Last week Jim Leff raved about Les Blank’s A POEM IS A NAKED PERSON. Musician and songwriter Country Joe McDonald responds this week with a very different take on the film.)
I wanted to like Les Blank’s A Poem Is A Naked Person, a forty-year-old documentary on musician Leon Russell. Leon Russell’s people wanted a documentary about the young performer, who was at the beginning of his successful music career. Les Blank was beginning his career as a documentary filmmaker. The two seem ill-matched. This is neither a music film nor is it a film about a community or subject.
Filmed during the years 1972-74, it does capture a post-’60s world still fresh from the era of the 1970 Woodstock movie. But unlike Woodstock, this film does not capture complete music performances, nor the lives and attitudes of the audience or a generation. We see that people love Russell, but we don’t know why. We are given bits and pieces of performances, but they never become complete.
There appear to be two groups: one is an older and straighter and traditional southern generation caught up in the money world of this performer and his lifestyle and success. The other group is composed of Leon Russell and the musicians around him and some of the crew that makes a rock show happen. Also the audience.
A Poem Is A Naked Person sometimes comes across as a cautionary tale about alcohol and drugs. The young folks are always drinking, and although we do not see them using drugs, we do get the idea that they are stoned. The camera dwells on them in this condition while they pontificate on the meaning of life and success. At times it reads like dumb-and-dumber. I don’t mean this to be insulting. It must have been a strange world that Les Blank had entered. Of course, his job was to film that world. But he could not resist filming other things—a building being blown up to make room for something new; a small town parade; some folks catching a catfish; someone feeding a chicken to his pet snake and waxing profound nonsense about how this is the meaning of life; and a wedding with Leon playing piano—and there’s never an explanation as to why this stuff is in the film.
I kept waiting to hear and see some full performances by Leon Russell and his band, but this never happens. Oddly enough, we are given almost-full performances of Leon at the legendary Nashville recording studio Bradley’s Barn, where he records some country and western songs with the session musicians. We are never told why he chooses to make these recordings with them instead of his own musicians.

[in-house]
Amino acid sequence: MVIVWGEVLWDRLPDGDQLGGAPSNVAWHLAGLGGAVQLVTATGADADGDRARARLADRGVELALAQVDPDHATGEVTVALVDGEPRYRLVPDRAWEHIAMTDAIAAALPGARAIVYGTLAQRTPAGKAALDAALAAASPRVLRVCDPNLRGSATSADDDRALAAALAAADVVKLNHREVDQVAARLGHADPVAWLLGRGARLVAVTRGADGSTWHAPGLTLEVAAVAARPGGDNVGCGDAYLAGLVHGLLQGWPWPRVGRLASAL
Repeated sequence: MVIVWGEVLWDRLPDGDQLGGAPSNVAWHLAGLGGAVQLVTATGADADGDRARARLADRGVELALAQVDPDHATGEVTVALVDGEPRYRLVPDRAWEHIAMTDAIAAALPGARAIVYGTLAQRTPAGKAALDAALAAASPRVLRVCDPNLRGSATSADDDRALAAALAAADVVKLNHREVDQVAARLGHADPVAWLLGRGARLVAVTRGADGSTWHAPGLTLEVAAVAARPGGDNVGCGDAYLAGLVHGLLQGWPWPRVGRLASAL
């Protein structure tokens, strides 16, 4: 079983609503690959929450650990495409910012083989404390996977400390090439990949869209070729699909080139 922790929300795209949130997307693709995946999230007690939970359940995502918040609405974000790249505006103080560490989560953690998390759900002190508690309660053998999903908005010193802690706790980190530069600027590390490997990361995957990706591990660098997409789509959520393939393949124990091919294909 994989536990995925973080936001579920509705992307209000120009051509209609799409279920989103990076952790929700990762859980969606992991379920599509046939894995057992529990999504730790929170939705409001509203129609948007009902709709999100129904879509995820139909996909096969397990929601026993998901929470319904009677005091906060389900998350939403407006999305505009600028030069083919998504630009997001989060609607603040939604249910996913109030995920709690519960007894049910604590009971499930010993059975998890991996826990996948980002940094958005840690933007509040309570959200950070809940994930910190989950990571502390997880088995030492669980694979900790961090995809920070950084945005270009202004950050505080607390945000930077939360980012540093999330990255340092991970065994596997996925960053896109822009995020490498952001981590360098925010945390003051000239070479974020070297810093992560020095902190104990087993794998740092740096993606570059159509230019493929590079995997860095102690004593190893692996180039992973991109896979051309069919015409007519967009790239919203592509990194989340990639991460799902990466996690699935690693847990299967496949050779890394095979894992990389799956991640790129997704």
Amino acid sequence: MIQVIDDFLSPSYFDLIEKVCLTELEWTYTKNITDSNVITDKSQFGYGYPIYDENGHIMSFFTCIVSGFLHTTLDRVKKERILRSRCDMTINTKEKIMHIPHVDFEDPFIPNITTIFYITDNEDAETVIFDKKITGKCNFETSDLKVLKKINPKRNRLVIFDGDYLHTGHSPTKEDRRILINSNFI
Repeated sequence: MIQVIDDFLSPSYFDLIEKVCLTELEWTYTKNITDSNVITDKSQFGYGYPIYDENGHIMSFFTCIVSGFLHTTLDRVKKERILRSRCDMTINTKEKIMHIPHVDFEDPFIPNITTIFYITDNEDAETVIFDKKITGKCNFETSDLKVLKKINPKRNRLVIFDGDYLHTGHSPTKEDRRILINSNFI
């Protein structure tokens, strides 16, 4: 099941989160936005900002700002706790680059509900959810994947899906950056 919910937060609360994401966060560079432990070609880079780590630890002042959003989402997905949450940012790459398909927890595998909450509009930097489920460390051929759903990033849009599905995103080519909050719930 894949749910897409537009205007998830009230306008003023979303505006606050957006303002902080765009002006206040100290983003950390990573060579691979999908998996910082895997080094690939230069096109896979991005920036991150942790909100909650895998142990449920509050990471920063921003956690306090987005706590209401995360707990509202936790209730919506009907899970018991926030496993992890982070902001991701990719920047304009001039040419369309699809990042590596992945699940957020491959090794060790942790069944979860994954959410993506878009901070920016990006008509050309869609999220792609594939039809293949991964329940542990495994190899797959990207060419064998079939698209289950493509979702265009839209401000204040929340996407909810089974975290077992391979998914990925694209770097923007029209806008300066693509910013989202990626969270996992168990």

The fashions are really a wayback machine taking us to the ’60s/’70s Sly and The Family Stone era. It is shocking, actually, to see these flashily-dressed folks juxtaposed against the local country southern folk.
But the thing that made me depressed about the film was how drunk and lost everyone seemed to be. This is forty years ago. The height of the Vietnam War and end result of the Peace and Love generation. I came away learning nothing about Leon Russell.
Country Joe McDonald straddles the two polar events of the 60s — Woodstock and the Vietnam War. The first Country Joe and the Fish record was released in 1965, in time for the Vietnam Day Teach-In anti-war protest in Berkeley, California. He sang one of the great anthems of the era, “I-Feel-Like-I’m-Fixin’-to-Die Rag,” to an audience of a half-million at the Woodstock Arts and Music Festival in 1969.
McDonald’s music spans a broad range of style and content. He began his solo career with a collection of Woody Guthrie songs. He went on to produce a musical rendition of the World War I poems of Robert Service; a collection of country and western standards, Viet Nam Experience, in 1985; Superstitious Blues in 1991 with Jerry Garcia; and an album of songs about nursing in 2002. In 2007, he put together a song-and-spoken-word one-man show about Woody Guthrie, and followed it up with another about Florence Nightingale.
After 48 albums and more than four decades in the public eye as a folksinger, Country Joe McDonald qualifies as one of the best known names from the 60s rock era still performing. He travels the world and continues to sell records. www.countryjoe.com.